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Maryland baseball drops series opener to Iowa, 6-4

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The Terps showed fight on offense, but their bullpen failed to get the job done.

Photo courtesy of Maryland Athletics

With Saturday’s series opener against Iowa tied at four in the top of the ninth, left-hander Ryan Ramsey and Maryland baseball looked to preserve the stalemate long enough to give itself a chance to come away with a win.

Hawkeye rightfielder Zeb Adreon had different plans. With one out in the inning, he got a hold of a Ramsey fastball and launched it over the left-centerfield wall for the home run to put his team up by two.

With their earlier comeback efforts crushed and a fantastic outing from starter Sean Burke wasted, the Terps fell to the Hawkeyes, 6-4, Saturday night.

The right-hander Burke has had his fair share of early game woes this season. The first inning, in particular, has been a bugaboo of sorts for the Maryland ace; he had surrendered five first-inning runs over his three prior starts.

“I actually talked to Jason Savacool about some of his pregame stuff and what he does in the bullpen during warmups,” Burke said. “I think it was more of a shift of putting some more intent into the pitches earlier in the game and letting that carry over into the later innings... today was just a case of coming out more aggressive in the first couple of innings.”

The redshirt sophomore retired the side in order in the top of the first, giving the Terps the chance to open the scoring. Iowa starter Drew Irvine countered with a 1-2-3 inning of his own, striking out Randy Bednar and Maxwell Costes in an impressively strong first trip through the top of the order.

Maryland put the game’s first baserunner in scoring position in the bottom of the second with a one-out double to left by shortstop Benjamin Cowles. Irvine remained stingy, however, as a defensive shift robbed left fielder Logan Ott of an RBI single up the middle and kept the game scoreless.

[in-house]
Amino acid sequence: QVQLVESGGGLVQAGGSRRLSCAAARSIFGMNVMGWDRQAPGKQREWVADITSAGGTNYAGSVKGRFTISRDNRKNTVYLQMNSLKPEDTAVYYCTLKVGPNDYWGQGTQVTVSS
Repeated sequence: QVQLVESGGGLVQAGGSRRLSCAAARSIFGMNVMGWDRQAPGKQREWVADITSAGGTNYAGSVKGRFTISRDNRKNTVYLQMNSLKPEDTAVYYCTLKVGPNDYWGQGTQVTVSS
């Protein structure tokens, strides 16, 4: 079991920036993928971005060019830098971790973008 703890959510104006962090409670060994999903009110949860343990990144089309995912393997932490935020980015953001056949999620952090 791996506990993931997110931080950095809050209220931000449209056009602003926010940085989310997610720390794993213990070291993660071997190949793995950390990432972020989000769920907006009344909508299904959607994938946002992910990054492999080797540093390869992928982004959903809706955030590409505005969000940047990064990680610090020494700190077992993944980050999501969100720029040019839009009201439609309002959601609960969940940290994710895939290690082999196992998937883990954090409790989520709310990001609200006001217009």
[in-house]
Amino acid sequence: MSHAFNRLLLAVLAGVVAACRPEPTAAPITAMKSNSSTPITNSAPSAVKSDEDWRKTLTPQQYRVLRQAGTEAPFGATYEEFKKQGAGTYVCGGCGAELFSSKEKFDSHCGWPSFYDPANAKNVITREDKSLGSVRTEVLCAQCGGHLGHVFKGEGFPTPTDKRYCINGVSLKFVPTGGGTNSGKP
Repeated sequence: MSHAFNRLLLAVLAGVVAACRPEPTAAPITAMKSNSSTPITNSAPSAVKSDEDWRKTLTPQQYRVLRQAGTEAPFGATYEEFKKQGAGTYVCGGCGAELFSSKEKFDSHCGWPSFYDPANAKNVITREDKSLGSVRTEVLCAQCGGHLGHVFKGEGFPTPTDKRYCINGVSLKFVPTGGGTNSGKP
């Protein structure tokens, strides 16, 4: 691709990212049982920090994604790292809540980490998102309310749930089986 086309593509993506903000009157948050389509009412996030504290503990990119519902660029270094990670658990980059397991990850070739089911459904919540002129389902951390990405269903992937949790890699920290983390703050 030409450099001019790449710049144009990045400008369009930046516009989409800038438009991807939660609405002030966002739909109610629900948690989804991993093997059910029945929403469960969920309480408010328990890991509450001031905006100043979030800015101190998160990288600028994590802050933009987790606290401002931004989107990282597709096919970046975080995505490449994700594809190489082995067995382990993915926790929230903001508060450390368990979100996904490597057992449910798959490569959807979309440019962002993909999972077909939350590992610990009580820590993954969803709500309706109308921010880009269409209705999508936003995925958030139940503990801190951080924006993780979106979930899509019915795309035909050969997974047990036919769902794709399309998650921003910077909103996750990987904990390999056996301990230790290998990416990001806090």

“When you face pitchers like that that mix well, are able to throw all of their pitches over the plate for strikes, you just have to make sure that you can’t stay in-between on pitches,” Bednar said. “I think the most important thing in games like this is taking something away in each at bat. When you do that you start wearing guys out on the mound, that’s when you’re able to put up more runs later on if you have to.”

Both pitchers continued that trend through the first three innings of the game, displaying strikeout stuff and consistently missing their opponent’s bats. Maryland and Iowa were both able to get runners on in scoring position but weren’t able to deliver base hits in the clutch to push runs across.

Iowa centerfielder Ben Norman broke that pattern in the top of the fourth, driving a fastball off of the scoreboard in right field to open the scoring and put Maryland at a one-run disadvantage.

Iowa put Burke in a jam once again in the sixth, putting another two runners into scoring position with a real opportunity to bury the Maryland lineup. The Hawkeyes pushed one run across on a fielder’s choice from DH Tyler Snep, but were unable to keep the rally going as Burke buckled down and produced a pop-out from left fielder Brayden Frazier to end the inning.

“I thought Burke was phenomenal to start,” head coach Rob Vaughn said. “He cut a ball to Norman that he made him pay for, and after that, it was pretty much sheer dominance from Burke’s part.”

The Terps began to mount a comeback in the bottom of the inning, thanks to a single to left from right fielder Randy Bednar and a walk to first baseman Maxwell Costes. With two runners on and one out, the middle of the order had an opportunity to back up their hard-working ace.

As Irvine finally appeared to labor on the mound, Maryland had the heart of its order step to the plate with a legitimate chance to make Saturday’s contest a tie ballgame. After a fly out to left from designated hitter Bobby Zmarzlak, Cowles stepped to the plate with a crucial opportunity for his squad.

The Maryland shortstop got under the two-strike offering from Irvine, flipping his bat in disgust as the ball floated into shallow centerfield. Miscommunication between Norman and Fullard, however, resulted in the ball hitting the turf and scoring two key Terrapin runs.